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Traveling With an Infant on a Plane

Travel, especially international travel, can be stressful enough but for someone with a new infant, taking an international flight can be especially daunting. Not to worry, however. Airlines know that many parents fly with their infants and therefore they do the best they can to accommodate their youngest passengers.

The first hurdle to traveling with an infant is the security check. Although airlines require all carry-on liquids to be in three ounce containers and held entirely in a one quart Ziploc bag, an exception is made for infant formula and breast milk. Parents are allowed to pack as much formula as they can fit in their carry-on luggage, however security check will generally be easier if the formula is divided into containers of three ounces or less. Other parents prefer to pack the formula dry and add water in-flight; just make sure it is pre-measured to avoid messes.

Families with small children are generally given extra time to board the plane, usually after the first and business class passengers but before the general economy class. Your stroller can be taken right up to the entrance of the plane. There you need to fold it and leave it for the crew to pack. It will be waiting for you after you exit the plane. Make sure you fold the stroller properly as the airline is not responsible for any damages caused by their employees folding your stroller for you.

Once you are on the plane, the most distressing part for your infant will most likely be during take-off and landing. The change in cabin pressure can hurt his ears. While an adult has the option of chewing gum, an infant can be best soothed by feeding or sucking on a pacifier during that time. Once the cabin pressure has settled, most infants, especially those under six months old, will be lulled by the noise of the plane’s engines and may sleep through the entire flight. Some airlines will even provide small cribs that fasten to the wall of the plane just above your seat so you don’t have to hold your infant the entire time.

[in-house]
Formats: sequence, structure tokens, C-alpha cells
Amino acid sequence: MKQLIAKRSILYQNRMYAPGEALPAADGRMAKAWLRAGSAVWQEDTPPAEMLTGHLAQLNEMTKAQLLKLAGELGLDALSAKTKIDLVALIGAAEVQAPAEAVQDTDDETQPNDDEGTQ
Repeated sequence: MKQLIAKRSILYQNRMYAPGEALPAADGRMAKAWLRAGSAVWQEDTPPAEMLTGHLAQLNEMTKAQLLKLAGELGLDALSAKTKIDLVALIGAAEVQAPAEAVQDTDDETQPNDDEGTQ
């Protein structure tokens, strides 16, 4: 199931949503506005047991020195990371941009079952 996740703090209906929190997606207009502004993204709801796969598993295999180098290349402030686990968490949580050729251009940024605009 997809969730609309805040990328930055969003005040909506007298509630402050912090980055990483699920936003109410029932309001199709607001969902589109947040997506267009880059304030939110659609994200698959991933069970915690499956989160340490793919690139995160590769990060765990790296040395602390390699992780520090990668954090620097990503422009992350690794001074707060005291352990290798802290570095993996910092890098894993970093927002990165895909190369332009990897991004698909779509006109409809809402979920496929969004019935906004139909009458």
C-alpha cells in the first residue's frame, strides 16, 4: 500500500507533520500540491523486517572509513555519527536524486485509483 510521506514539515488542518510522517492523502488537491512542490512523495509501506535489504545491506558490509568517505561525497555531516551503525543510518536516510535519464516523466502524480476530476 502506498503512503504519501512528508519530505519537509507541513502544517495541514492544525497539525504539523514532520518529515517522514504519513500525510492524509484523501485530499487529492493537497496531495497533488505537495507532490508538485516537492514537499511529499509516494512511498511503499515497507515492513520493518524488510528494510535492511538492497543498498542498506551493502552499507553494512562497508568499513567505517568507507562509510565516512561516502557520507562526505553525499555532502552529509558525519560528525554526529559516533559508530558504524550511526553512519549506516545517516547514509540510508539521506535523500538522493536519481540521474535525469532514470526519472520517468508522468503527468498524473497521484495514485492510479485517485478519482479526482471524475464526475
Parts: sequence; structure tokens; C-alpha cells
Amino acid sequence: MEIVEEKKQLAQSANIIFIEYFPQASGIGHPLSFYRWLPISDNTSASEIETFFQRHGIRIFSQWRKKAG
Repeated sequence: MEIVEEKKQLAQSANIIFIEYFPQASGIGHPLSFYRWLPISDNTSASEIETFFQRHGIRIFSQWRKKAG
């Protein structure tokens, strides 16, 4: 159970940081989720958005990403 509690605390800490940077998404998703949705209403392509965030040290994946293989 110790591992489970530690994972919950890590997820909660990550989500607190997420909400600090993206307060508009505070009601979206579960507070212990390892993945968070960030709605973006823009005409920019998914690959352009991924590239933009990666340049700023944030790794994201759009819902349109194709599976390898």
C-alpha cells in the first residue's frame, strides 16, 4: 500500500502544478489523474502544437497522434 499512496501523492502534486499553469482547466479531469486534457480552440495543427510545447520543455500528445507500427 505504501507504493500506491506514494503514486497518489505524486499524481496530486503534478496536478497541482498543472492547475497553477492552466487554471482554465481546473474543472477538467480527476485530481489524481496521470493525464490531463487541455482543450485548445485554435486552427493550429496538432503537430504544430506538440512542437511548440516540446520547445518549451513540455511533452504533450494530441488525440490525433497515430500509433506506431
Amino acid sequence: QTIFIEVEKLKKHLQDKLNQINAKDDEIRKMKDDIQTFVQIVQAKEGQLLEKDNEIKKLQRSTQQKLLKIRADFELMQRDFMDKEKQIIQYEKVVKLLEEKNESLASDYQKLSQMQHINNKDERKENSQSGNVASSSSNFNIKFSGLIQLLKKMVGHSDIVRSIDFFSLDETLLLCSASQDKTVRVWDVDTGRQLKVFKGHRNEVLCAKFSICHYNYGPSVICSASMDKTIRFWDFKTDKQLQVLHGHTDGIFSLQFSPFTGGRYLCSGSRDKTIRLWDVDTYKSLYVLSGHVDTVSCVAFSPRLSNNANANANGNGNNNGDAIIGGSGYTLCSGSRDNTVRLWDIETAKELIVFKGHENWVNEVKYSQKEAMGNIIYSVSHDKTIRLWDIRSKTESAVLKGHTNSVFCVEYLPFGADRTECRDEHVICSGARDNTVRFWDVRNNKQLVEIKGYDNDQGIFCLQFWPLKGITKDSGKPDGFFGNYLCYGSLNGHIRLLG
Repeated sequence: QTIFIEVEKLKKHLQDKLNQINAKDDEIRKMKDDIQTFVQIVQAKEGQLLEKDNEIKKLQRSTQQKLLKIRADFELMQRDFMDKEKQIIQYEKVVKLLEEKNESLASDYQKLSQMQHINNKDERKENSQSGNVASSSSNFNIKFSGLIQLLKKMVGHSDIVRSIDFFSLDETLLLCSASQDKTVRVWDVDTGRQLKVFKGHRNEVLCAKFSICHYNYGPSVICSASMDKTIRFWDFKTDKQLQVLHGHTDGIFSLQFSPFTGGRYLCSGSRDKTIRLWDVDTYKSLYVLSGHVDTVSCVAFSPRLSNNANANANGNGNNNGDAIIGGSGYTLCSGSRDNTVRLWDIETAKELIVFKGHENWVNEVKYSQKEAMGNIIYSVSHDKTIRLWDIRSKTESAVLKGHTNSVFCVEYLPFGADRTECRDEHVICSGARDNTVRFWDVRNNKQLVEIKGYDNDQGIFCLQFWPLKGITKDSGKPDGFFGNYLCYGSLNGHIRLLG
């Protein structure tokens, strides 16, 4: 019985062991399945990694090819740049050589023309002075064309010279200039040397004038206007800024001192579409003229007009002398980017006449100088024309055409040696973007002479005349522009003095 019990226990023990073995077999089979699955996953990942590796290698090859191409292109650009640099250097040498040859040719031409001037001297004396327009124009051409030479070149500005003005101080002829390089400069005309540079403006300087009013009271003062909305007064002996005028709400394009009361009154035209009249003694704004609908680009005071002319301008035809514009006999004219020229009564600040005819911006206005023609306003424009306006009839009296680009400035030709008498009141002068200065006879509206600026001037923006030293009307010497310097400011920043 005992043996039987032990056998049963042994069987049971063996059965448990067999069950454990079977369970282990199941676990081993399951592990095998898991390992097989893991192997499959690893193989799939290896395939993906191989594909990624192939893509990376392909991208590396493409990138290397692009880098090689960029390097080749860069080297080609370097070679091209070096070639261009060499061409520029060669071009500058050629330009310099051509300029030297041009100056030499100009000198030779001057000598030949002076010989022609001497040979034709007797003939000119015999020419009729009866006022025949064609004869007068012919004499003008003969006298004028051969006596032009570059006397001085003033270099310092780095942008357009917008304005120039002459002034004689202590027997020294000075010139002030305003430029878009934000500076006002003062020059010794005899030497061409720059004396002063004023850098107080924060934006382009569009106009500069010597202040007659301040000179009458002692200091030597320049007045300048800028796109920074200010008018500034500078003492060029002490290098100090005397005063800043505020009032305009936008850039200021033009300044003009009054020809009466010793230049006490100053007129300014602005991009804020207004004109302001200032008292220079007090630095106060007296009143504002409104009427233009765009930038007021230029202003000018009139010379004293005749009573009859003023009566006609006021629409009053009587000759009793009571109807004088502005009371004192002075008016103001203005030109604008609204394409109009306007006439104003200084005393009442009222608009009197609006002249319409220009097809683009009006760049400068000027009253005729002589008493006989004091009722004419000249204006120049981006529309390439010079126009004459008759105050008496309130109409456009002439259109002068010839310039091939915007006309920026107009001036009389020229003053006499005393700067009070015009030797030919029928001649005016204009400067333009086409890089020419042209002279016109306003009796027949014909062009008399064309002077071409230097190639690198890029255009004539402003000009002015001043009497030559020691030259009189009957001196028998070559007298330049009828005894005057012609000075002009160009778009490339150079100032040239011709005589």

Having an infant awake and crying on a plane is many a parent’s worst nightmare. First, make sure that your baby’s ear pressure has normalized. After that, the usual routine of feeding, burping or changing your baby can alleviate his crying just as it often does at home. If that doesn’t work, the cabin crew is generally understanding of your need to pace up and down the aisle with your infant after the fasten seat belt light has been turned off. If you baby still won’t stop crying, it is not your job to worry about the comfort of the other passengers. You’ve done everything you can, but sometimes babies just cry.

Both feeding and changing your baby can take place in your seat, especially if your baby is little enough. However, as most airplane bathrooms come with changing tables, it may be more polite to use them, especially when the diaper is very dirty. Breast feeding is allowed on planes; request a window seat or use an extra blanket for added privacy. If you have bottled breast milk or formula that needs to be heated up, have the attendant pour hot water in an air sickness bag and place your bottle in the bag. Check first to make sure the bag is plastic-lined so that it won’t leak.

After your baby is fed, burped, changed and hopefully asleep, relax and enjoy the flight!

Lyna Murray